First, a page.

Jeff Bezos stepped down as Amazon CEO yesterday.
While at Amazon, he is said to have relied upon these four decision-making principles.
- Most decisions fall into one of two categories: irreversible decisions and reversible decisions (for the latter, it's better to act quickly).
- Make a decision once you have 70% of the info you need (...because if you wait until 90%, it’ll be too late).
- Ask colleagues to “disagree and commit” in situations where no one (really) knows the answer, but you have a strong conviction that your idea is the best contender. (You'll ultimately get the answer(s) you need quicker this way.)
- Escalate misalignment issues as soon as you discover them to save time. (Otherwise, you'll waste too much time.)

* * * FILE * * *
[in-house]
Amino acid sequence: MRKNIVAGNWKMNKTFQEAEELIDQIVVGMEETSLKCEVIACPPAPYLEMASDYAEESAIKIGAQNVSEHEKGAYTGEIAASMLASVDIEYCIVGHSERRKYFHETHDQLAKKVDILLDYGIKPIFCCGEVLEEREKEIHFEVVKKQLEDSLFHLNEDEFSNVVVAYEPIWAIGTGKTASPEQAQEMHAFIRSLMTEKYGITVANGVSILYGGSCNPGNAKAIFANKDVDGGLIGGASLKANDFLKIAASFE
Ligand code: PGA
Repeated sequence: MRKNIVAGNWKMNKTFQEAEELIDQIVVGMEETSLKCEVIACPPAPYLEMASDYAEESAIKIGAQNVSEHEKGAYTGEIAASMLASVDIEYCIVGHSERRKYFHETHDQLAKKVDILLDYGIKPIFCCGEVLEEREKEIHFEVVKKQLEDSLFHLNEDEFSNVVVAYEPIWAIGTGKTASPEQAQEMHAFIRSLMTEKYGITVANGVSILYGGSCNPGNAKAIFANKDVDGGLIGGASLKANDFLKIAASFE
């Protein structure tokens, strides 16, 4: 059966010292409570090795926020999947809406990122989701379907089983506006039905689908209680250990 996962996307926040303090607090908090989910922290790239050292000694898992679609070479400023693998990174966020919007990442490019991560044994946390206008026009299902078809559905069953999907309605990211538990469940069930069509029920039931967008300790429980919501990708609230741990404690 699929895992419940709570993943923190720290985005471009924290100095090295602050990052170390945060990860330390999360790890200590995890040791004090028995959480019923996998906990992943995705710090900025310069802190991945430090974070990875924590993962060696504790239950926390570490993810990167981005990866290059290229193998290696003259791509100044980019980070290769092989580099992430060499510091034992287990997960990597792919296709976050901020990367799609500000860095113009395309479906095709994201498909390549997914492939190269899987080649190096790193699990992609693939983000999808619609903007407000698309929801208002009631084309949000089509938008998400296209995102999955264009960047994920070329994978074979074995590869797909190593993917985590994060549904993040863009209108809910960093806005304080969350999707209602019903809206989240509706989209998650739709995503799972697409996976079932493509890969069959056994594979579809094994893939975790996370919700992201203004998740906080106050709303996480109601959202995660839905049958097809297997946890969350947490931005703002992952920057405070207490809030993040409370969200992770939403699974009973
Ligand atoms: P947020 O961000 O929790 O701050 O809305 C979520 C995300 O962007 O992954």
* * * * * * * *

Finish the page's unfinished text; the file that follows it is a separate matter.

To my mind, I think adopting this type of thinking is useful. But I think I’d add that there’s a third category of decisions that people at organisations typically make: recurring transactional/operational decisions, which demand consistency and are irreversible. Some examples of what I mean, that might resonate with people in this community, are: should we onboard this new customer? Is this meeting in the office safe to go ahead? Or...is a certain transaction (indeed) fraudulent? (These are obviously often the best candidates for automation.)
Does anyone here use a similar (or different) set of principles for decision making? I'd be very interested to know!